The only problem with that was that a non-noble could not achieve anything without going to the army. Still, once he's a noble the doors of court and civilian positions were open to him. Then he could achieve the same by climbing the ladder.

Of, course, poor men still will have a much harder time getting what they want, but so it is in democracy. Rich people can easily pay for tuitition to good schools, use their influence. Poor people can't.

It still mostly depends on the people. THe European monarhs were very mean to their people. The Czars, on the other hand, were not as brutal. In fact, only two Czars are most famous for their strictness - Ivan IV the Terrible and Peter I the Great. Still, they were so mean out of need - the people were at their highest level of "illegalness". And Russians are used to following ONE man, while other countries dislike giving others that power. Still, I think, colonists in space will need one man to look up to, at least for some time.

Hope that all made sense, I'm not in an english-writing mood right now.

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#10 2002-05-16 16:39:44

clark
Member
Registered: 2001-09-20
Posts: 6,348

Re: Hey, hey, hey, wait up - Mars is not a country

In Monarchy, the Monarh is a respected man, loved by his country.

Not quite. In a Monarchy, the Executive of the State is granted his title by God and by the right of Birth. The attitude of the subjects is made meaningless, they exsist for the Monarch to rule. The Monarch is given his title and power based on who he is, not his ability.

The only problem with that was that a non-noble could not achieve anything without going to the army. Still, once he's a noble the doors of court and civilian positions were open to him. Then he could achieve the same by climbing the ladder.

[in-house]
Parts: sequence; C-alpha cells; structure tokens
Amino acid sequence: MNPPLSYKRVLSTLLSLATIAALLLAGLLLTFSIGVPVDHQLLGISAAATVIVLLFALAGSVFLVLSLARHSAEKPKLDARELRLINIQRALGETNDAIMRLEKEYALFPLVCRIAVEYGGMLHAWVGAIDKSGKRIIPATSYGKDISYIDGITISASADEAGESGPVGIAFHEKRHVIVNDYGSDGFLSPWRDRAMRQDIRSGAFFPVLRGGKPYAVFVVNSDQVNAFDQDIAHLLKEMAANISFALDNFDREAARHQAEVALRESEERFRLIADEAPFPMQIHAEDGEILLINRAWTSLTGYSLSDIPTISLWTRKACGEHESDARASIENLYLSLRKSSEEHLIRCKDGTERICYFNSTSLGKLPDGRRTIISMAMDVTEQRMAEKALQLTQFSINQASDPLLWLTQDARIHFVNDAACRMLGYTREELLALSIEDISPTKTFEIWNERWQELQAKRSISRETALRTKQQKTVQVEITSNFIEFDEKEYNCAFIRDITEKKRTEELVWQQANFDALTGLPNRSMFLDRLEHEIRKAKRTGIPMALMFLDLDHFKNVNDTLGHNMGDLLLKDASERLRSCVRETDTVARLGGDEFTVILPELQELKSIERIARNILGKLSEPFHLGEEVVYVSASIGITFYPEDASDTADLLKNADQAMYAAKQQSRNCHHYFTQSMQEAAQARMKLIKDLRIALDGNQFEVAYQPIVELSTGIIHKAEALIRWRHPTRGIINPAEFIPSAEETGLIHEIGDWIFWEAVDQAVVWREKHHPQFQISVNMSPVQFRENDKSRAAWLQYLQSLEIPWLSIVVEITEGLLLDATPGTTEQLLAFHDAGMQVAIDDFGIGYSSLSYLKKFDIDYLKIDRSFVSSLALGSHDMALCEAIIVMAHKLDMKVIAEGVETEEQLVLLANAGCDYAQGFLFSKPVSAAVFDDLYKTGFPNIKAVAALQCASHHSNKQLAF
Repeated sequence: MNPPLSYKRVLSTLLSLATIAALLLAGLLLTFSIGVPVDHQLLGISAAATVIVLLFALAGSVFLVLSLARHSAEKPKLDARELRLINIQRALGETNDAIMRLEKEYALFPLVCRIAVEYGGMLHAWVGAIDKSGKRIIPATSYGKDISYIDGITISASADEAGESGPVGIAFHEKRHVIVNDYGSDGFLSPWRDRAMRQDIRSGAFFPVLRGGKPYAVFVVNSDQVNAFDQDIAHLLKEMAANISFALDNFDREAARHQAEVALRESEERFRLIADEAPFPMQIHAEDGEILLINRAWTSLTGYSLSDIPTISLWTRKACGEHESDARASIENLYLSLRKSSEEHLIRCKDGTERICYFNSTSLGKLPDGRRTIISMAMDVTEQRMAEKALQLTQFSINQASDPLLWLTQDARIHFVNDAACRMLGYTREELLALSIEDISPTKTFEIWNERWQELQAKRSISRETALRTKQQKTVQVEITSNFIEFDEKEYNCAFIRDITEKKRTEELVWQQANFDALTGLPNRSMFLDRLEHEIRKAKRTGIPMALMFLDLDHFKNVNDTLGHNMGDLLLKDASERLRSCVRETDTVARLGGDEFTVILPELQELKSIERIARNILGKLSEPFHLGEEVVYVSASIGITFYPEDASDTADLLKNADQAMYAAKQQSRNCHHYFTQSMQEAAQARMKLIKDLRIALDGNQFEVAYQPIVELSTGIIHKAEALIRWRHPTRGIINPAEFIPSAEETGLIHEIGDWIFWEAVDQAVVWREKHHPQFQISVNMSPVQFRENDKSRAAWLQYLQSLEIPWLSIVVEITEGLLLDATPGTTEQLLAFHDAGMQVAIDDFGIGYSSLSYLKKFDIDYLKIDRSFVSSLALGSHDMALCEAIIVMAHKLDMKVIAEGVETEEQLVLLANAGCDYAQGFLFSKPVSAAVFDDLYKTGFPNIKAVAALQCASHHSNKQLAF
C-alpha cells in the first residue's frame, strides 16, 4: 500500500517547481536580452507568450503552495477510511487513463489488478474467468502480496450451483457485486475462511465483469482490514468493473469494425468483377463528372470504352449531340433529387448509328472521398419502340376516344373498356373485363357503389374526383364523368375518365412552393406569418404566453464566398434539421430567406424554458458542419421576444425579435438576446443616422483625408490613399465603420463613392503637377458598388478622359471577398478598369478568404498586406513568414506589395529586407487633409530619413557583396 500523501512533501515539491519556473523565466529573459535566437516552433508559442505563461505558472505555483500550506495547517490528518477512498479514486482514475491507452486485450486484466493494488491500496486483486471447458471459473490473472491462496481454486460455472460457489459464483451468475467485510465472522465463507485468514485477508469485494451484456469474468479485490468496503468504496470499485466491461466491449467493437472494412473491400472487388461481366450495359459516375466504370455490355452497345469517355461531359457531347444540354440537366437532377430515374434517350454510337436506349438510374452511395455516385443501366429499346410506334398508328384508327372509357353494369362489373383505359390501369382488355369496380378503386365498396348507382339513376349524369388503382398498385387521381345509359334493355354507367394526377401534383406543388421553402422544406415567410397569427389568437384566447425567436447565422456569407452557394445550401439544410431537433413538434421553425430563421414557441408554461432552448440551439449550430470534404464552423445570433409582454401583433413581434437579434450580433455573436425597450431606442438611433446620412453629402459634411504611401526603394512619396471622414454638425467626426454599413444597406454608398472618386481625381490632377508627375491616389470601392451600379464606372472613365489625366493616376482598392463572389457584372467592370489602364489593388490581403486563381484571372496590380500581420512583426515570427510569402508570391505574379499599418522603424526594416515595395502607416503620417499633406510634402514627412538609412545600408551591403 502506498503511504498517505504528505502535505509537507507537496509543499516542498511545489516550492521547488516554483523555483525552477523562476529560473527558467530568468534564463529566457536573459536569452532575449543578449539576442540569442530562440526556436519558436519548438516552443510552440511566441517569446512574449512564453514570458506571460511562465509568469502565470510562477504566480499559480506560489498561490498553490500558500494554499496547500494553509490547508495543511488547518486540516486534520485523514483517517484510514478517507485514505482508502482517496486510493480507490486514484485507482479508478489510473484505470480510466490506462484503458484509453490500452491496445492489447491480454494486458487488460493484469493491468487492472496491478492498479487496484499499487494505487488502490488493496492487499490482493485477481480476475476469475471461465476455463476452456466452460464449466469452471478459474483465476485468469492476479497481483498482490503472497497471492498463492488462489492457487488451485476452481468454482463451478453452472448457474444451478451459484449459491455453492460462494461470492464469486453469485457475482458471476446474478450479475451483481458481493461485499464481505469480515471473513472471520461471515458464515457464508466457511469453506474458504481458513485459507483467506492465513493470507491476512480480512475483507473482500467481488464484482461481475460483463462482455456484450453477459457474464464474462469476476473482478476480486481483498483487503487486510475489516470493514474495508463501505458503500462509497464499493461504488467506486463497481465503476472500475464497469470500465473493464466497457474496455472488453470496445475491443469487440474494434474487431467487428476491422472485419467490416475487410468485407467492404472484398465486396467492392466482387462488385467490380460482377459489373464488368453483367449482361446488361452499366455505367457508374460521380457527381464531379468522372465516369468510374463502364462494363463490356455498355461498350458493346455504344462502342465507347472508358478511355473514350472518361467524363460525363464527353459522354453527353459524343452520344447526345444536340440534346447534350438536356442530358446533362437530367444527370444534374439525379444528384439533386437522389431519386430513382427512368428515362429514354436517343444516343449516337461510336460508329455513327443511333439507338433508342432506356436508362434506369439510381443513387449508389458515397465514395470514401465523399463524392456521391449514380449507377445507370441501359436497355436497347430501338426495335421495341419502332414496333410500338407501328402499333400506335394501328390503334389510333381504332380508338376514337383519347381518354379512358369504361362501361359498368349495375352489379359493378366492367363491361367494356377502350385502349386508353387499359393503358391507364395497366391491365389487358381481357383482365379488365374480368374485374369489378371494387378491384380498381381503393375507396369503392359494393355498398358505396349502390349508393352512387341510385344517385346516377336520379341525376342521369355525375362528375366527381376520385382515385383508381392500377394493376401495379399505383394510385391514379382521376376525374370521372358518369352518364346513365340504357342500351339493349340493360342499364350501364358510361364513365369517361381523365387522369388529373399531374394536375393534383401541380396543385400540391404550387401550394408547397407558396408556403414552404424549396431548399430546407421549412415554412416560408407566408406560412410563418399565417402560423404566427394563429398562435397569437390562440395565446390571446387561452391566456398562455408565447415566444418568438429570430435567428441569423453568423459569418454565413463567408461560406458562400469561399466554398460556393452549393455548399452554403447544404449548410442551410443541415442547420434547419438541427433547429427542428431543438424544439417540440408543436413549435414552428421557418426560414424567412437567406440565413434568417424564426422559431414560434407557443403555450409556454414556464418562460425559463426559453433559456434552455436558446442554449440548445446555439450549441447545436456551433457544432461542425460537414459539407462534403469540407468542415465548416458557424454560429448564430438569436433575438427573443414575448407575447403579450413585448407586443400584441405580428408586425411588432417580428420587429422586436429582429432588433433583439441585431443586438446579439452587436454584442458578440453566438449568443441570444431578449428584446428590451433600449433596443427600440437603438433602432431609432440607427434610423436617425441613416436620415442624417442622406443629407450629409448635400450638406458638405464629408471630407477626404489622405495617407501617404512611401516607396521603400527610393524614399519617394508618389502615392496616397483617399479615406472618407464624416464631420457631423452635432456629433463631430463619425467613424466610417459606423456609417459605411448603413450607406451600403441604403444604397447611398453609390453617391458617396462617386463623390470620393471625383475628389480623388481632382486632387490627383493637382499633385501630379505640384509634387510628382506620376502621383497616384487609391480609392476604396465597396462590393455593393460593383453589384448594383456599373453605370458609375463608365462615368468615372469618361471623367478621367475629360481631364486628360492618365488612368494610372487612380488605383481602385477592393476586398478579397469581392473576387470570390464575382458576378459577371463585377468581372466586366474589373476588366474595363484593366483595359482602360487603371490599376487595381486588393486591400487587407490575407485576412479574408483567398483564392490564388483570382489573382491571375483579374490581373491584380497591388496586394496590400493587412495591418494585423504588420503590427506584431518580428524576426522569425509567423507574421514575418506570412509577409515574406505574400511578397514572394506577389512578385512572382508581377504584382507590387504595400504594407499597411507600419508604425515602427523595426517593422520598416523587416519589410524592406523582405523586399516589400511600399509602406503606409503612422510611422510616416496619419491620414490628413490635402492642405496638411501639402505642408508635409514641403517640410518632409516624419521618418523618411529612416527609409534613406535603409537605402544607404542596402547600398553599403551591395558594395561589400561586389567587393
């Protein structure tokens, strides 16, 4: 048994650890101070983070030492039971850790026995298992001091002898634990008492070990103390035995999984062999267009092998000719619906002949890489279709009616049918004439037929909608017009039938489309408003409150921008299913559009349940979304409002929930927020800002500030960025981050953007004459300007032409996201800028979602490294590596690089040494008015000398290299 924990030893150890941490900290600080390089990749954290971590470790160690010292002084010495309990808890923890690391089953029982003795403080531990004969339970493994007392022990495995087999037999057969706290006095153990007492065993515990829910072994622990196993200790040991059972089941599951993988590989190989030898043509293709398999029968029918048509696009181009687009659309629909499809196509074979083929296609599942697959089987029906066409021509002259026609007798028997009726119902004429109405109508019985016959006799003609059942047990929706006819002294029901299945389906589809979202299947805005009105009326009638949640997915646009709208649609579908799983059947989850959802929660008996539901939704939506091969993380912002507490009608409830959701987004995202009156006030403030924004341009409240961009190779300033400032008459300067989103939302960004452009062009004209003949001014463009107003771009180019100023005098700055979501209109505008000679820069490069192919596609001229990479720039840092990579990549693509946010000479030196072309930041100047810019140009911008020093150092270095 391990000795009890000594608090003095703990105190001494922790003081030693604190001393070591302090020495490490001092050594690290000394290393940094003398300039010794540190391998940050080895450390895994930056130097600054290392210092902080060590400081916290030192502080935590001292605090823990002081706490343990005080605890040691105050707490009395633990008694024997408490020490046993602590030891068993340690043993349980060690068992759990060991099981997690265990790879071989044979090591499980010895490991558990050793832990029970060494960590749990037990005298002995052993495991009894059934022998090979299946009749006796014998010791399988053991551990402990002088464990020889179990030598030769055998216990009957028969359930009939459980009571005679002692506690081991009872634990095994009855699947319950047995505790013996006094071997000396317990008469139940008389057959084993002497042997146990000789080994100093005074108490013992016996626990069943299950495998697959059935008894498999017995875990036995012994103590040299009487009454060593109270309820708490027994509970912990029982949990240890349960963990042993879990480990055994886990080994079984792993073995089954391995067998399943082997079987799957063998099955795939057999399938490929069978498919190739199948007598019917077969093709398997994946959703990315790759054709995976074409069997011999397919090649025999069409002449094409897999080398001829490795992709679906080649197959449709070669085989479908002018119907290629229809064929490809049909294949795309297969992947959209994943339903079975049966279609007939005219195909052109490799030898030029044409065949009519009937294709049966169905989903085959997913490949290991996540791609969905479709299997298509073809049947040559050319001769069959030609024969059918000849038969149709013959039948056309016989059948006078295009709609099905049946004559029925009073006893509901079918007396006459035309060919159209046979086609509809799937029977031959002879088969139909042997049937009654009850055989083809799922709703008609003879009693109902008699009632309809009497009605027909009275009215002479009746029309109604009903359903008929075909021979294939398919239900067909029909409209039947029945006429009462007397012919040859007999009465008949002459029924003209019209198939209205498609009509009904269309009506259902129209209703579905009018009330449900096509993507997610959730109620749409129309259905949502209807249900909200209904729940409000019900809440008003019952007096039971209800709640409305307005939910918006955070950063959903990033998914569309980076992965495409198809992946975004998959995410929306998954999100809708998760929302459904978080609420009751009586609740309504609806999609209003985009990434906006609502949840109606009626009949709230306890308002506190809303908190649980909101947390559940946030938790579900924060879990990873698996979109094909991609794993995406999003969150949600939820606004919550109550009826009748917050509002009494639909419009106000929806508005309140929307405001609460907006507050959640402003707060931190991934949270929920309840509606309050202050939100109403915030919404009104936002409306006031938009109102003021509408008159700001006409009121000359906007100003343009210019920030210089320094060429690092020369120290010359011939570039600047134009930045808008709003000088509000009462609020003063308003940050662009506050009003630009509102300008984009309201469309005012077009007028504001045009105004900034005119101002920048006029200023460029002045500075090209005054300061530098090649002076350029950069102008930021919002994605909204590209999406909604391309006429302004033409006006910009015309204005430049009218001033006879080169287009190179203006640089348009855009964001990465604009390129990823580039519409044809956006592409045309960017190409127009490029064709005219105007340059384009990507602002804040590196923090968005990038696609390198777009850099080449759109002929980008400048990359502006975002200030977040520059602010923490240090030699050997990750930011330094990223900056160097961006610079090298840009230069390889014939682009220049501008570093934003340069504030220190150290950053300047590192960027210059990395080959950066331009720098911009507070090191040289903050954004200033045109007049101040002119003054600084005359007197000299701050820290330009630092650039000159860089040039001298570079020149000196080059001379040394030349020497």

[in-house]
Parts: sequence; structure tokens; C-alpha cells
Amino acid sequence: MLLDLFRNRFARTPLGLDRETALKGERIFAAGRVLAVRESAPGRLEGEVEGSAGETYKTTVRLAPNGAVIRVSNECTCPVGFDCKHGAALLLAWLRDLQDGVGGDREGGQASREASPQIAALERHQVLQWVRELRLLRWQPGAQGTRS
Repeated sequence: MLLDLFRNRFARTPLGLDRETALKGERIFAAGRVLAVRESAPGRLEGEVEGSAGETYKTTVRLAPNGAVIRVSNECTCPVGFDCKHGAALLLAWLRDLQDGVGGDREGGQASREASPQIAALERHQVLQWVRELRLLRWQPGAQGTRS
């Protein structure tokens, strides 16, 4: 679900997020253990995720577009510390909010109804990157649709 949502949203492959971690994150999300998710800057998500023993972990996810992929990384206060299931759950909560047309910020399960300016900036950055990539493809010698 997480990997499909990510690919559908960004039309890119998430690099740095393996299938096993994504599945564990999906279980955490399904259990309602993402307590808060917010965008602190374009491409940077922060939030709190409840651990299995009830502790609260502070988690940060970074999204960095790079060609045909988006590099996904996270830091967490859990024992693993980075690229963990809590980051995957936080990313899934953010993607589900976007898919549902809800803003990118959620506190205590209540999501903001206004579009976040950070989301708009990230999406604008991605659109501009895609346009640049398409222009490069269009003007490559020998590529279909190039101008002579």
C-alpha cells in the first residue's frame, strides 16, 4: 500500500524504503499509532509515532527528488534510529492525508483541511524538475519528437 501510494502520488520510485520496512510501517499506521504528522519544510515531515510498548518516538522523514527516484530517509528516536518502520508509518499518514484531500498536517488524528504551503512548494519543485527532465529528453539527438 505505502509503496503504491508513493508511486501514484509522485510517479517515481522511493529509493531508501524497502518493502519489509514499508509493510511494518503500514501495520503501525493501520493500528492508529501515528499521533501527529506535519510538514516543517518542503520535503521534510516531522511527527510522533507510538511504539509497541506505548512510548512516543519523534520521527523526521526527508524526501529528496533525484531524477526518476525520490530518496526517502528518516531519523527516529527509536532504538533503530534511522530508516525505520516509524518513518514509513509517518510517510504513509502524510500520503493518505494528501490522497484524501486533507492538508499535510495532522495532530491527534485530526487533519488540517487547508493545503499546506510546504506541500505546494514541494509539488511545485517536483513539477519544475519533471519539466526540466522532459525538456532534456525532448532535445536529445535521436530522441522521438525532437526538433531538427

Could he become Czar? A monarchy is inherently EXCLUSIVE of others.

Of, course, poor men still will have a much harder time getting what they want, but so it is in democracy.

You are mixing economics with politcs. In a monarchy, poor men are dependant upon the rich noblemen to represent their views, yet the rich noblemen have no need to represent their views. In a Democracy however, all individuals, irregardless of social status, wealth, or education have the same weight in speaking on a particular issue. My say is just as valid as the "nobleman"- yet in a Monarchy, the "noblemen" by right of birth alone (not the Russian Leutinant example) has a greater say in how the Society will function.

Still, I think, colonists in space will need one man to look up to, at least for some time.

Why?

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#11 2002-05-19 13:04:23

Anton Kuratnik
Member
Registered: 2002-04-29
Posts: 31

Re: Hey, hey, hey, wait up - Mars is not a country

I'm talking about a good Monarchy. Before bloody sunday the Russians PRAYED for the Czar, they loved him, they thought of him as a person who they can depend on, who will support them when they need help. The Russian Empire's hymn said "God save the Czar... blah blah blah... Help the protector of the weak....". People thought exactly like that, because before you could write a letter to the Czar asking him to do something. For example, if the nobleman you were working for was mean and stuff, you could write a letter to the Czar and he would punish the nobleman. That really happened. In fact, most of the Day the Czar spent on reading these letters.

Now why am I comparing noblemen and peasants to wealthy/poor people? Because basically, if in Monarchy a peasant couldn't become a Czar, in Democracy, it's very hard for a poor person to become the president for one simple reason. They don't have the appropriate education. Most of them.